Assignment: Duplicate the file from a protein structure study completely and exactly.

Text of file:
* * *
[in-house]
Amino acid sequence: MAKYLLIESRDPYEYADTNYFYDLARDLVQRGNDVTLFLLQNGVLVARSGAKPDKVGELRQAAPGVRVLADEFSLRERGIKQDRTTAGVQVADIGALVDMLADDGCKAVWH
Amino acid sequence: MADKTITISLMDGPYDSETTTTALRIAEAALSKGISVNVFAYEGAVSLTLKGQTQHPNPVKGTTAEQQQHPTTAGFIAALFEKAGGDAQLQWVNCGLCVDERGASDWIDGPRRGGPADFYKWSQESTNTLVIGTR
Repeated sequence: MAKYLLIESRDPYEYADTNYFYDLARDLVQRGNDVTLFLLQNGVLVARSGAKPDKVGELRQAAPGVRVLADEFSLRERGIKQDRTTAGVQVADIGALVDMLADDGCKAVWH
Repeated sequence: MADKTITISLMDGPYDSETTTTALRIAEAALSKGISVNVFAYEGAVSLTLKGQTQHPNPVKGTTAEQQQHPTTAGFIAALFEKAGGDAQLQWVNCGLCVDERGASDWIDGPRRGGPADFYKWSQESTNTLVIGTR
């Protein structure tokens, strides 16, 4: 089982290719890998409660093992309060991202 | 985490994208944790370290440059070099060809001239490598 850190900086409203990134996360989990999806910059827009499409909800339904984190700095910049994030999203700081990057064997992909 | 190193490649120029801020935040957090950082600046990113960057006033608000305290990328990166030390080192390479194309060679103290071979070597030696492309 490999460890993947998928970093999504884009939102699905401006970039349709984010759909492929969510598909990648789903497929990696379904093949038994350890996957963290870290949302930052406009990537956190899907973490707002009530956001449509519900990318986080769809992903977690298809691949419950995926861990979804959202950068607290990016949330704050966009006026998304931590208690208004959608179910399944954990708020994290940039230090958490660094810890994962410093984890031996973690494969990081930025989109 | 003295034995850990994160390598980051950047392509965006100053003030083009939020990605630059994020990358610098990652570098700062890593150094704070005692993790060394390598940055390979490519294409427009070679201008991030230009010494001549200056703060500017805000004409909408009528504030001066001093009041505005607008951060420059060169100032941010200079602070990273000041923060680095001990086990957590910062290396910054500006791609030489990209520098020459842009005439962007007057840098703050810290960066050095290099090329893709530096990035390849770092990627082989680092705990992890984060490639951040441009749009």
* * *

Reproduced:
[in-house]
Amino acid sequence: MAKYLLIESRDPYEYADTNYFYDLARDLVQRGNDVTLFLLQNGVLVARSGAKPDKVGELRQAAPGVRVLADEFSLRERGIKQDRTTAGVQVADIGALVDMLADDGCKAVWH
Amino acid sequence: MADKTITISLMDGPYDSETTTTALRIAEAALSKGISVNVFAYEGAVSLTLKGQTQHPNPVKGTTAEQQQHPTTAGFIAALFEKAGGDAQLQWVNCGLCVDERGASDWIDGPRRGGPADFYKWSQESTNTLVIGTR
Repeated sequence: MAKYLLIESRDPYEYADTNYFYDLARDLVQRGNDVTLFLLQNGVLVARSGAKPDKVGELRQAAPGVRVLADEFSLRERGIKQDRTTAGVQVADIGALVDMLADDGCKAVWH
Repeated sequence: MADKTITISLMDGPYDSETTTTALRIAEAALSKGISVNVFAYEGAVSLTLKGQTQHPNPVKGTTAEQQQHPTTAGFIAALFEKAGGDAQLQWVNCGLCVDERGASDWIDGPRRGGPADFYKWSQESTNTLVIGTR
């Protein structure tokens, strides 16, 4: 089982290719890998409660093992309060991202 | 985490994208944790370290440059070099060809001239490598 850190900086409203990134996360989990999806910059827009499409909800339904984190700095910049994030999203700081990057064997992909 | 190193490649120029801020935040957090950082600046990113960057006033608000305290990328990166030390080192390479194309060679103290071979070597030696492309 490999460890993947998928970093999504884009939102699905401006970039349709984010759909492929969510598909990648789903497929990696379904093949038994350890996957963290870290949302930052406009990537956190899907973490707002009530956001449509519900990318986080769809992903977690298809691949419950995926861990979804959202950068607290990016949330704050966009006026998304931590208690208004959608179910399944954990708020994290940039230090958490660094810890994962410093984890031996973690494969990081930025989109 | 003295034995850990994160390598980051950047392509965006100053003030083009939020990605630059994020990358610098990652570098700062890593150094704070005692993790060394390598940055390979490519294409427009070679201008991030230009010494001549200056703060500017805000004409909408009528504030001066001093009041505005607008951060420059060169100032941010200079602070990273000041923060680095001990086990957590910062290396910054500006791609030489990209520098020459842009005439962007007057840098703050810290960066050095290099090329893709530096990035390849770092990627082989680092705990992890984060490639951040441009749009």